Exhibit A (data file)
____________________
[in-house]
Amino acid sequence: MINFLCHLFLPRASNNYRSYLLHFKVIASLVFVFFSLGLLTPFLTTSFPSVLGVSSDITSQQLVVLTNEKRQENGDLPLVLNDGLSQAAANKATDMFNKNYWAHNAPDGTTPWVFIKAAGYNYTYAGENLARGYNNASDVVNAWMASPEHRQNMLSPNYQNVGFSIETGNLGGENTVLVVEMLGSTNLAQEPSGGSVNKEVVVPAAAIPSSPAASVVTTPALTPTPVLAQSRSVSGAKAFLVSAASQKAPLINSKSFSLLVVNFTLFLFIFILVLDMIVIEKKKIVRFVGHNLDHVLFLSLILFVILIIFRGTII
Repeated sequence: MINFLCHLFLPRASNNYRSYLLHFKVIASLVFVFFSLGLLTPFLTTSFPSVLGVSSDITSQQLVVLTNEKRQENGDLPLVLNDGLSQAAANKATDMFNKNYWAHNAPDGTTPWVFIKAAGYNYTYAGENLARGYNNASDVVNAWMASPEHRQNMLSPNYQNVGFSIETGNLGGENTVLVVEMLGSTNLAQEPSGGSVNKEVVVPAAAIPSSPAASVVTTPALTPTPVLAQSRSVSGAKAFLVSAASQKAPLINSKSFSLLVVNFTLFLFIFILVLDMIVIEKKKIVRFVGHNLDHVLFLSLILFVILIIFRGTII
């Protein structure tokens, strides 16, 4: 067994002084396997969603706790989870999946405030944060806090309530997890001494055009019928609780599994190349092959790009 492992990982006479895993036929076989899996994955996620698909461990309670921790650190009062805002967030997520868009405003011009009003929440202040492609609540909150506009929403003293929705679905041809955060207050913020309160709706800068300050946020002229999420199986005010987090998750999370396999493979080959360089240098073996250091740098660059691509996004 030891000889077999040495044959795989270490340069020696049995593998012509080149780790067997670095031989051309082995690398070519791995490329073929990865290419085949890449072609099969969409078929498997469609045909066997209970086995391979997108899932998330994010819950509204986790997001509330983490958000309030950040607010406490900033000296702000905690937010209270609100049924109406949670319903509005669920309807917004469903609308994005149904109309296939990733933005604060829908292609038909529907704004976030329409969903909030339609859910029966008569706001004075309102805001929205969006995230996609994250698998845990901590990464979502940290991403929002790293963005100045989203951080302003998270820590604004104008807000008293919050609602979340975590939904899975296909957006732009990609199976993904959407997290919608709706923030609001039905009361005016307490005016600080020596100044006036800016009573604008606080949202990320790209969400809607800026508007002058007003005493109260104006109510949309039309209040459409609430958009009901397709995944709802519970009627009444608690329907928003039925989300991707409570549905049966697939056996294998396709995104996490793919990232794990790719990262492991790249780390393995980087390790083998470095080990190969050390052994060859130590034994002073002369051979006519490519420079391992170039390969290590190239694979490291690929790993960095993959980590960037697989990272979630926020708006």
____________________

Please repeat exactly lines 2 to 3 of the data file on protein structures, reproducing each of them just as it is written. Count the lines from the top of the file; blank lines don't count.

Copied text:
Amino acid sequence: MINFLCHLFLPRASNNYRSYLLHFKVIASLVFVFFSLGLLTPFLTTSFPSVLGVSSDITSQQLVVLTNEKRQENGDLPLVLNDGLSQAAANKATDMFNKNYWAHNAPDGTTPWVFIKAAGYNYTYAGENLARGYNNASDVVNAWMASPEHRQNMLSPNYQNVGFSIETGNLGGENTVLVVEMLGSTNLAQEPSGGSVNKEVVVPAAAIPSSPAASVVTTPALTPTPVLAQSRSVSGAKAFLVSAASQKAPLINSKSFSLLVVNFTLFLFIFILVLDMIVIEKKKIVRFVGHNLDHVLFLSLILFVILIIFRGTII
Repeated sequence: MINFLCHLFLPRASNNYRSYLLHFKVIASLVFVFFSLGLLTPFLTTSFPSVLGVSSDITSQQLVVLTNEKRQENGDLPLVLNDGLSQAAANKATDMFNKNYWAHNAPDGTTPWVFIKAAGYNYTYAGENLARGYNNASDVVNAWMASPEHRQNMLSPNYQNVGFSIETGNLGGENTVLVVEMLGSTNLAQEPSGGSVNKEVVVPAAAIPSSPAASVVTTPALTPTPVLAQSRSVSGAKAFLVSAASQKAPLINSKSFSLLVVNFTLFLFIFILVLDMIVIEKKKIVRFVGHNLDHVLFLSLILFVILIIFRGTII